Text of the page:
Bravely Default II is coming to the Nintendo Switch next week, so we thought we’d talk about five things that have got us HYPED to play through the epic RPG adventure.

The unique ‘Brave’ and Default’ system!

What, you just though that the game had a weird name? Nope – the terms ‘Bravely’ and ‘Default’ tie to the game’s combat, with ‘Brave’ seeing players expend Brave Points in order to perform additional actions per turn and ‘Default’ allowing players to hold back a little to accumulate those Brave Points.

It sounds pretty simple there, and sure, it’s easy to get on board with when you’re playing. However, clever use of the system is required if you’re going to want to best Bravely Default II’s most deadly foes, with it adding an extra element of strategy to each encounter where you can spend your Brave Points in order to pick off weakened enemies or instead preserve them for when you find an opening in a boss battle.

Whilst it might seem like using your Brave Points early will give you an advantage in battle as you begin, you may wish you kept them if you find yourself weakened and in need of extra healing or support. Alternatively, you may try saving them up only to find your party vanquished by a foe that would’ve only needed ONE MORE hit to take down. It’s an intense system that plays heavily on ‘risk versus reward’, but it gives player a lot more strategic freedom and adds more excitement to what is otherwise a very traditional turn-based battle system.

Bravely Default II

It has a deep and expansive job system!

I’m a sucker for a job system in an RPG, so I’ve got a love for its use in the Bravely Default series. There’s just something mighty satisfying about fine-tuning your party around a specific set of skills, with the player able to constantly change up each character’s role as they unlock new jobs by progressing through the game.

Bravely Default II allows players to equip their characters with both a main job and a sub job, meaning you can get the best of two different roles in order to add an extra degree of flexibility to each character’s skillset. These two jobs can often compliment each other if you want to make your character a specialist in a certain role (such as a magic user or a damage dealer), but they can also be completely different if you want to make a bit of a jack-of-all-trades to help get out of tricky situations in battle.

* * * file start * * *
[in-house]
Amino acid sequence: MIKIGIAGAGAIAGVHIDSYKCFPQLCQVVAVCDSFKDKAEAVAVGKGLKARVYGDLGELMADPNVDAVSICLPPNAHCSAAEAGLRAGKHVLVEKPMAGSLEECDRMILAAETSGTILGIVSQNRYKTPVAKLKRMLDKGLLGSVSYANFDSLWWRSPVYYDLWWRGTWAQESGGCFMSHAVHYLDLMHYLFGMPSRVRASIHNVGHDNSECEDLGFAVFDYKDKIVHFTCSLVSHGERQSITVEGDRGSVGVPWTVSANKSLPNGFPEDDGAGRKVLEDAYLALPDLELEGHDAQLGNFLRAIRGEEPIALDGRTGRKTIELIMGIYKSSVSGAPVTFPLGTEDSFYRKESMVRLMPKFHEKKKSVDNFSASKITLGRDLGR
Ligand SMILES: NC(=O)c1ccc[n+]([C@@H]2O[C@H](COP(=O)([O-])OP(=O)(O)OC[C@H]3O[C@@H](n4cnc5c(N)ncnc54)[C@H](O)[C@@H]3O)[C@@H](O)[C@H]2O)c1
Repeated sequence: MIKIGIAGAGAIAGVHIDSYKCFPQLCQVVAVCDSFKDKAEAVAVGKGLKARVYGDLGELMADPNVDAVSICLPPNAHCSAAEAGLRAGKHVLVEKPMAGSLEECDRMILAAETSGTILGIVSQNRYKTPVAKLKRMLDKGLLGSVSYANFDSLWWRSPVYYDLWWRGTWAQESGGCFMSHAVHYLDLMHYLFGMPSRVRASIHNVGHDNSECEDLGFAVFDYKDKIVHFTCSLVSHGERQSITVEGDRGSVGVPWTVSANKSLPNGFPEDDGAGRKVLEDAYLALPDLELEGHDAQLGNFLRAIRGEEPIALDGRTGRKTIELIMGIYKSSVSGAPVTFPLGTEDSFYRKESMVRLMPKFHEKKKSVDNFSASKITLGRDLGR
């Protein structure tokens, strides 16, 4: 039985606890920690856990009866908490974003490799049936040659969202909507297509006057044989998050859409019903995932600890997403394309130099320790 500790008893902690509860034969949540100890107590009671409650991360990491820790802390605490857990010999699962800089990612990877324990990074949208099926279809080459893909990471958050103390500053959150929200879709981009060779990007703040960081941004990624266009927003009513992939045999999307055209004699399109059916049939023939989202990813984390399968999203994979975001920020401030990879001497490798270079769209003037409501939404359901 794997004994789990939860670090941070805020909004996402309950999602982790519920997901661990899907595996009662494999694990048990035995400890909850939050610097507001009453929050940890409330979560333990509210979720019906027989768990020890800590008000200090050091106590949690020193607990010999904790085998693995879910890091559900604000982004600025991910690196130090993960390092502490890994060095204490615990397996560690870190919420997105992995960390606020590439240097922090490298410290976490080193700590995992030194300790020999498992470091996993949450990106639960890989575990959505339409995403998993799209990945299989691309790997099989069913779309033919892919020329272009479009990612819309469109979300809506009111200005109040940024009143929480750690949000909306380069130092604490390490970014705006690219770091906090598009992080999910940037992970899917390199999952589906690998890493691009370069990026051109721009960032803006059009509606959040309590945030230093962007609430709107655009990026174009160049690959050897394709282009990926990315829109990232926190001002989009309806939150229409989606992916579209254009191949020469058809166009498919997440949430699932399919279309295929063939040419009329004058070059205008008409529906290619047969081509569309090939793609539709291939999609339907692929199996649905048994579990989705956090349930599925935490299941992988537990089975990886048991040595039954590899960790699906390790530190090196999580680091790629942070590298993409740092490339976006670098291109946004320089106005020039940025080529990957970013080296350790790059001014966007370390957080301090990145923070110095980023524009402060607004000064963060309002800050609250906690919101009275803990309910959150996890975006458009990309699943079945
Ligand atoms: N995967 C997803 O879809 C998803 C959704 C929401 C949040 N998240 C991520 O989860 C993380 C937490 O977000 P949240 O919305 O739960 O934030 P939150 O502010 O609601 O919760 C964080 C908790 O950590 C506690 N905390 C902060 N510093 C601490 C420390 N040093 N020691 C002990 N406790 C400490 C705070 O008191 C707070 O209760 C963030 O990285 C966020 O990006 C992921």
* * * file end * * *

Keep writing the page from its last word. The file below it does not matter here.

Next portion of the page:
With roles such as a Freelancer, White Mage, Black Mage, Beastmaster, Monk, Thief and Bard on offer, there’s going to be plenty of ways to customise your heroes as you progress through Bravely Default II’s adventure. I can’t wait to see what skills each different job will bring – I can see myself putting a ton of hours into grinding each job for my party… bliss.

Bravely Default II

It’s an all-new RPG to play on the Nintendo Switch!

The Nintendo Switch is slowly becoming one of my favourite platforms to play RPGs on, with its handheld nature making it perfect to plough through some massive adventures or simply grind for experience points when you’ve got a few moments spare here and there. It also brings with it a back catalogue of RPG classics, including the most popular entries in the Final Fantasy series, Xenoblade Chronicles, Tales of Vesperia, Ni No Kuni, and more.